British investment managers get green light for tokenised funds

LONDON (Reuters) – British investment managers have got the go-ahead to develop tokenised funds, in which assets are split into smaller tokens backed by blockchain technology, the industry’s trade body said on Friday.

Tokenisation, or fractionalisation, of funds will enable a fund’s assets to trade more cheaply and transparently and investors to buy into a wider range of assets, industry proponents say.

Funds authorised by Britain’s Financial Conduct Authority can take the first steps towards offering tokenised funds, provided the investments are in mainstream assets and valuation and settlement arrangements don’t change, the Investment Association said in a statement.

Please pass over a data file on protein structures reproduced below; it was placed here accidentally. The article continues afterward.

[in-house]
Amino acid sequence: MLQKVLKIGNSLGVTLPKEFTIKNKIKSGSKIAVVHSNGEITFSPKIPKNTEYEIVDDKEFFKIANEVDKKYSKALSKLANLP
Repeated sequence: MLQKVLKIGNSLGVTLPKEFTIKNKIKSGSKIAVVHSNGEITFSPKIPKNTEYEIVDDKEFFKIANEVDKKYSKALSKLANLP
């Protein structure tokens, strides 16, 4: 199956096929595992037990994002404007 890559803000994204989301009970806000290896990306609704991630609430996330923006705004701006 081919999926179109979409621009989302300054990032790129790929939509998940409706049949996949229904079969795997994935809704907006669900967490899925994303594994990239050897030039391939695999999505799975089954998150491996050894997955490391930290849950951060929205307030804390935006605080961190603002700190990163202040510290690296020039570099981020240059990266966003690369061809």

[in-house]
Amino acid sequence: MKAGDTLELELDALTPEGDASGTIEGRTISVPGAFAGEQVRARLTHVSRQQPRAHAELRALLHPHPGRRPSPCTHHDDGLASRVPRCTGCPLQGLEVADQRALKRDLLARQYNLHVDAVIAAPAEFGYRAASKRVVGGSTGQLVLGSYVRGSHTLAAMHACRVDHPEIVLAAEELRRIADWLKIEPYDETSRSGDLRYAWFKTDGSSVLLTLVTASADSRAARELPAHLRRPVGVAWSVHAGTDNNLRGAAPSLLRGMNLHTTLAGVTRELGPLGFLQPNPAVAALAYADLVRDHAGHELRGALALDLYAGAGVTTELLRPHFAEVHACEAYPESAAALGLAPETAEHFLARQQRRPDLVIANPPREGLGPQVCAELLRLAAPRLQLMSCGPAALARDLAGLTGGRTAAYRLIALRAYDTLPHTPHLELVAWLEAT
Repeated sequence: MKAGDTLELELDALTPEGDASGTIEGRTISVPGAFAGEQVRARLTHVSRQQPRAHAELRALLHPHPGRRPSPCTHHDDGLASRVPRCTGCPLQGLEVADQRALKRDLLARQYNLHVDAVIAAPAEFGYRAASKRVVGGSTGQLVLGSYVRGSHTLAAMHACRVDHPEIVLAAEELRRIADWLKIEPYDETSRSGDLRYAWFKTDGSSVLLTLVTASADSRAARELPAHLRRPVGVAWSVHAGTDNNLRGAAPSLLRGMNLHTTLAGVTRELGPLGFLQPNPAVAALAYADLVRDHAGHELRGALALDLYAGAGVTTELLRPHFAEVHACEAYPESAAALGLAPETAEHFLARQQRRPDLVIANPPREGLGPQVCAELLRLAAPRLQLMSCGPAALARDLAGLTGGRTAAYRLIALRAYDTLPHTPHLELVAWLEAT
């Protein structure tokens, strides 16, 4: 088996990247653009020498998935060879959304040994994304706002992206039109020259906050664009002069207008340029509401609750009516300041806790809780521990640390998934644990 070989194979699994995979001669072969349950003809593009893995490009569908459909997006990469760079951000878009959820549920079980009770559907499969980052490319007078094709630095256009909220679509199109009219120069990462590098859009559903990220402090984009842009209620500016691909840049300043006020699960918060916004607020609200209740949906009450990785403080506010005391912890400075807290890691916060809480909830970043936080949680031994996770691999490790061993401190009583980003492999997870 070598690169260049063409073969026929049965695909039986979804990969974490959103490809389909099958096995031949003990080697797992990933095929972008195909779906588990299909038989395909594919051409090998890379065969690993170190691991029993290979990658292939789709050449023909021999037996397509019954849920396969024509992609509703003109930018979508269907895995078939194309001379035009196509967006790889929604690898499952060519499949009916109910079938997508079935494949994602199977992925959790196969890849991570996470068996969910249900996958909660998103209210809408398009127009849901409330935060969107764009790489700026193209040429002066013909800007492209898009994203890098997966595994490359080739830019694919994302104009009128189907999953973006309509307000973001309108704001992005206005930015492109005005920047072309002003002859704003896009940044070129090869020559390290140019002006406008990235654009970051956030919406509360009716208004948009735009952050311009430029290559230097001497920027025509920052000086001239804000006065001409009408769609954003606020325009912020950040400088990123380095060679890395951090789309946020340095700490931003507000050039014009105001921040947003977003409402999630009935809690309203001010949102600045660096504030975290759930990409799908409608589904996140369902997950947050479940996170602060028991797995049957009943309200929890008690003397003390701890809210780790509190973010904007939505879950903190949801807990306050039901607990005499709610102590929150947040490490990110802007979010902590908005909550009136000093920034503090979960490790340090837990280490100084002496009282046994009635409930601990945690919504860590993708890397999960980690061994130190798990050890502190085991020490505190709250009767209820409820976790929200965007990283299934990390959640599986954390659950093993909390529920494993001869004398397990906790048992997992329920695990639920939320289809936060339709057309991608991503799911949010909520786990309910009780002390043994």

“Fund tokenisation has great potential to revolutionise how our industry operates, by enabling greater efficiency and liquidity, enhanced risk management and the creation of more bespoke portfolios,” said Michelle Scrimgeour, chief executive of Legal & General Investment Management.

Scrimgeour is chair of a working group which is working with the FCA and Britain’s finance ministry to open up opportunities for tokenised funds. Other members of the working group include BlackRock, M&G and Schroders

Blockchain is a digital ledger that records ownership of tokens. So far, its main use has been for cryptocurrencies, which remain a relatively small part of the global financial system.

Britain is looking to bolster liquidity in its asset management sector in a revamp of its rules following Brexit.

Investment managers and exchanges in the United States, Europe and Asia have already taken tentative steps in offering tokenised funds.

(Reporting by Carolyn Cohn and Elizabeth Howcroft; Editing by Sharon Singleton)